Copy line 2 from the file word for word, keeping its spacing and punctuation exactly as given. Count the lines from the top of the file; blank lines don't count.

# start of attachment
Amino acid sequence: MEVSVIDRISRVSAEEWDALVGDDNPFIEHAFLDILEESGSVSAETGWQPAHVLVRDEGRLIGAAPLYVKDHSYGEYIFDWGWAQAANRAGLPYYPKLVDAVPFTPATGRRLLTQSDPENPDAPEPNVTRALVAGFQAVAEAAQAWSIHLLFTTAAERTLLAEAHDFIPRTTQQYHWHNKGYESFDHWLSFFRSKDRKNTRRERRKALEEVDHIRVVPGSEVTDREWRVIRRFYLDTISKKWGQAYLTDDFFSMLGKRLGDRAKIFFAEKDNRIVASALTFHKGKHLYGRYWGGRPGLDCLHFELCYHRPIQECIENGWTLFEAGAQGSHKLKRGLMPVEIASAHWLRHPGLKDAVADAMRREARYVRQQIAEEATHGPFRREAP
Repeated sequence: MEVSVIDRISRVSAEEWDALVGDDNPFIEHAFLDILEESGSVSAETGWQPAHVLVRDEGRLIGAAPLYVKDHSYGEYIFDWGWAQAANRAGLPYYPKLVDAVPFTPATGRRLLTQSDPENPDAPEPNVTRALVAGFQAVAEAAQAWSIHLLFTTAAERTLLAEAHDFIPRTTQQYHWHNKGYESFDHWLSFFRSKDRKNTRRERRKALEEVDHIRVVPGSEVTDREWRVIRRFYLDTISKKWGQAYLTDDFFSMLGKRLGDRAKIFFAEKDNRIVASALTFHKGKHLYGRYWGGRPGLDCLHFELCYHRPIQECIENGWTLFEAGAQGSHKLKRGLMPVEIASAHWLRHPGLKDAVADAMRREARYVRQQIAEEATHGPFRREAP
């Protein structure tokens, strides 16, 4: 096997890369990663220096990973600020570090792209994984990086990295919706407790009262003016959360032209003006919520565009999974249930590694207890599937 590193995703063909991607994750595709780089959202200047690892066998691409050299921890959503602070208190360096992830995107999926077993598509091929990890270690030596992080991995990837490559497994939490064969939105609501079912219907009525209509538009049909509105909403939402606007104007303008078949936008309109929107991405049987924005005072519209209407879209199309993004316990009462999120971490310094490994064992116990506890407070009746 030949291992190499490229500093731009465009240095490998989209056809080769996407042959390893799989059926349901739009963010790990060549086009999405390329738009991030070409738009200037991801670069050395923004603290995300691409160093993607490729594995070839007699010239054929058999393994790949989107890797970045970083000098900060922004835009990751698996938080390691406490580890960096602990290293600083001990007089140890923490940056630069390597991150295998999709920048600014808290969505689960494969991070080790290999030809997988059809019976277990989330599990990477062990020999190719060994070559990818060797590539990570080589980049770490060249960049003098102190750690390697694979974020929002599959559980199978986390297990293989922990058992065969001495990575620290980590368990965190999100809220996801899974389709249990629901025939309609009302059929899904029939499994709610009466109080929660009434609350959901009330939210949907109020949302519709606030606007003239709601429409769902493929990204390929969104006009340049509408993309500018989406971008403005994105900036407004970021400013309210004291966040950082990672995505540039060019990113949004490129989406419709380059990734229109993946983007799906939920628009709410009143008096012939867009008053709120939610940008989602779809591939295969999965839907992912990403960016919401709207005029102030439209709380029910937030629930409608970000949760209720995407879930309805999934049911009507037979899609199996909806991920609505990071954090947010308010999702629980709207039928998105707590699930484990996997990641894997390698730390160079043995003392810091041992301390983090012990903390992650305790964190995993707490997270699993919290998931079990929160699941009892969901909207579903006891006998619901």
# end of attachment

Repeated sequence: MEVSVIDRISRVSAEEWDALVGDDNPFIEHAFLDILEESGSVSAETGWQPAHVLVRDEGRLIGAAPLYVKDHSYGEYIFDWGWAQAANRAGLPYYPKLVDAVPFTPATGRRLLTQSDPENPDAPEPNVTRALVAGFQAVAEAAQAWSIHLLFTTAAERTLLAEAHDFIPRTTQQYHWHNKGYESFDHWLSFFRSKDRKNTRRERRKALEEVDHIRVVPGSEVTDREWRVIRRFYLDTISKKWGQAYLTDDFFSMLGKRLGDRAKIFFAEKDNRIVASALTFHKGKHLYGRYWGGRPGLDCLHFELCYHRPIQECIENGWTLFEAGAQGSHKLKRGLMPVEIASAHWLRHPGLKDAVADAMRREARYVRQQIAEEATHGPFRREAP